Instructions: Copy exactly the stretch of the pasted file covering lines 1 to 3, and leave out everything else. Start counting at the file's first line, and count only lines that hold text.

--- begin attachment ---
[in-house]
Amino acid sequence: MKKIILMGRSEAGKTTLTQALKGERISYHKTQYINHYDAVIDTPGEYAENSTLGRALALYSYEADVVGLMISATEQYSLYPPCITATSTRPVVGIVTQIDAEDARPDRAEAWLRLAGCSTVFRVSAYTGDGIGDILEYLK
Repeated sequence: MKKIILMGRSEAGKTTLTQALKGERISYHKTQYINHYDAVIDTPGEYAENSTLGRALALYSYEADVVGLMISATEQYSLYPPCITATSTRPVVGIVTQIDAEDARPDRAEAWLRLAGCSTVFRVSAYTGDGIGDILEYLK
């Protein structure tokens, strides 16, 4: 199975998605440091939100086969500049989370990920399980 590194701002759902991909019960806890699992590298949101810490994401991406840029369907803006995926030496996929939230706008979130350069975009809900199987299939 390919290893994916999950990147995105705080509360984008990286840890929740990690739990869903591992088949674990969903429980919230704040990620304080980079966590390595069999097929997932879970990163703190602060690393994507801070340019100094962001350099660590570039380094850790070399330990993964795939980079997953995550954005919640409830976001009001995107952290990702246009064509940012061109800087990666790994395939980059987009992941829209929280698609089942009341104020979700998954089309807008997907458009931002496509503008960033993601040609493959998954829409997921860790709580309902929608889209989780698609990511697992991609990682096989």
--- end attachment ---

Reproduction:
[in-house]
Amino acid sequence: MKKIILMGRSEAGKTTLTQALKGERISYHKTQYINHYDAVIDTPGEYAENSTLGRALALYSYEADVVGLMISATEQYSLYPPCITATSTRPVVGIVTQIDAEDARPDRAEAWLRLAGCSTVFRVSAYTGDGIGDILEYLK
Repeated sequence: MKKIILMGRSEAGKTTLTQALKGERISYHKTQYINHYDAVIDTPGEYAENSTLGRALALYSYEADVVGLMISATEQYSLYPPCITATSTRPVVGIVTQIDAEDARPDRAEAWLRLAGCSTVFRVSAYTGDGIGDILEYLK